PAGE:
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From their creation in 1966, the Miami Dolphins seemed to have certain teams' numbers. For the Patriots, that number was 18. The Orange Bowl feasted on its 18th straight win over the Pats, 30-27. This, despite Miami's coughing up a kick return for a New England TD.
Fed up at last with being San Francisco's whipping boy, the Los Angeles Rams made 1985 their year. Henry Ellard caught a deflected pass for a touchdown as L.A. won 27-20.
The Bears were 12-0 going into this game. Before they could do the "Super Bowl Shuffle," they had to face Miami's own unbeaten streak. The Dolphins, remember, had that 17-0 season back in 1972, and Don Shula was not about to let somebody go 19-0 at his expense. Dan Marino and Company surprised the Bears with 31 first-half points in a 38-24 shocker (of sorts).moreless
No one will forget the night Lawrence Taylor broke up a Washington flea-flicker and broke Joe Theismann's leg. ESPN, who hired Theismann later, still bangs on about it because it's so important to them. More important to the Redskins, though, was that Jay Schroeder, their new QB, led the home team to victory over the Giants, 23-21.moreless
There was no stopping the Chicago Bears in 1985. Already undefeated deep in the season, Chicago added more fire to their rivalry with the Packers. Who will forget William "The Refrigerator" Perry's thunderous one-yard touchdown run?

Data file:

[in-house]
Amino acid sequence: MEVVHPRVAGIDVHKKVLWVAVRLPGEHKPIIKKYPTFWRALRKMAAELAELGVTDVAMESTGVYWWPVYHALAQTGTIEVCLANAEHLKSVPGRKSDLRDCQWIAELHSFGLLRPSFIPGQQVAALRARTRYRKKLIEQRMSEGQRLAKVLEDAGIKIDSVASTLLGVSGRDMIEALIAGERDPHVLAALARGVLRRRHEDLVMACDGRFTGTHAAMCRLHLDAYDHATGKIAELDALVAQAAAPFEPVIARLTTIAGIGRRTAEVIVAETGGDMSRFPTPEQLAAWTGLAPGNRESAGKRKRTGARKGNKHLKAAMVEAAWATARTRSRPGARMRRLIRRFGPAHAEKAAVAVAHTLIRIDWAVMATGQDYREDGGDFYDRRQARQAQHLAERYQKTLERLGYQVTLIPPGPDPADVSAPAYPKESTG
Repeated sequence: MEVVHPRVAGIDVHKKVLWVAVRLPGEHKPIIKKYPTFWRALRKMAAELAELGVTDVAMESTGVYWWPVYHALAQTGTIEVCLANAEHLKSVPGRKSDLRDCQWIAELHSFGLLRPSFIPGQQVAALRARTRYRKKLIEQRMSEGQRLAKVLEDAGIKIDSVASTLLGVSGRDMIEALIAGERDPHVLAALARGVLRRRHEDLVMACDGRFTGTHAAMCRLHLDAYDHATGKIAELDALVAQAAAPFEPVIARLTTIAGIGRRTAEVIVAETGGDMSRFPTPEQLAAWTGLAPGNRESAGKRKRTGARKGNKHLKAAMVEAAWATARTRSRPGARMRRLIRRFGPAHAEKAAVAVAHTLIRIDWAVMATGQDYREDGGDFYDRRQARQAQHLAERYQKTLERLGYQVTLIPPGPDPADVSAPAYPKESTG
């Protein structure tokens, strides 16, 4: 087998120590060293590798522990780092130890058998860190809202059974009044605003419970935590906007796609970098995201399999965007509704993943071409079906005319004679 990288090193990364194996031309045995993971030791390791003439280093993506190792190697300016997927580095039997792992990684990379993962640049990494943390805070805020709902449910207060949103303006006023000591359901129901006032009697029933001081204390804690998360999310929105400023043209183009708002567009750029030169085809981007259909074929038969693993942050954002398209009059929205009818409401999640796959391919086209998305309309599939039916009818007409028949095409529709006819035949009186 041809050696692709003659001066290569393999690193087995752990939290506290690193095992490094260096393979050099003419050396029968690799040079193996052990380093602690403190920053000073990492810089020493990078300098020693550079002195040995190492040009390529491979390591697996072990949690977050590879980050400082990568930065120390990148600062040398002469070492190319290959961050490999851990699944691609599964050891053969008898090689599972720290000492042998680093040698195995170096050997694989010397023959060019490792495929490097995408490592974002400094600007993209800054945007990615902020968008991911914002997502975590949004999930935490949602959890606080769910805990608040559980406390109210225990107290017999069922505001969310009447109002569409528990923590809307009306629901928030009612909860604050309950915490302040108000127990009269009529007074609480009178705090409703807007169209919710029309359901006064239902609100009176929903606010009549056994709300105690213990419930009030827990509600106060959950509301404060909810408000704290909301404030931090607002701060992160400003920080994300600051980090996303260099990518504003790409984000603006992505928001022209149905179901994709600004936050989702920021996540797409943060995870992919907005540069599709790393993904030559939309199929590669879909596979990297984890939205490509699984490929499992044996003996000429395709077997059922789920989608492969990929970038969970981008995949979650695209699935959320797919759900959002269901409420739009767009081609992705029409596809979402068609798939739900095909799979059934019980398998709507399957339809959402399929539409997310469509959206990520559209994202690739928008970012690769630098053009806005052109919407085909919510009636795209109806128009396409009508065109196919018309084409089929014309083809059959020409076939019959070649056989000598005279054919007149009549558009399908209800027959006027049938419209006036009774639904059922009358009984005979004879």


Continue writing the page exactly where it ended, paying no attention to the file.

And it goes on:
Phil Simms and Company looked ready to take the jump in the NFC East race, but for one lapse in the second quarter. "Thurman's Thieves," as the Dallas defensive secondary was known, would steal the show this night, as the Cowboys won by a single point.
Jim McMahon had been in the hospital a couple of days before this divisional showdown. What followed was a performance that snowballed the Bears into the most celebrated season. A long TD pass from McMahon to Wille Gault began the Chicago comeback, enabling the Bears to win 33-24.
Dallas would not soon forget losing twice to the Redskins in '84. Doomsday now had a subdivision, a secondary called "Thurman's Thieves" after Dennis Thurman. With six INT's to their credit, Thurman's Thieves governed the 44-14 game, the most decisive win the Cowboys had ever enjoyed over Washington.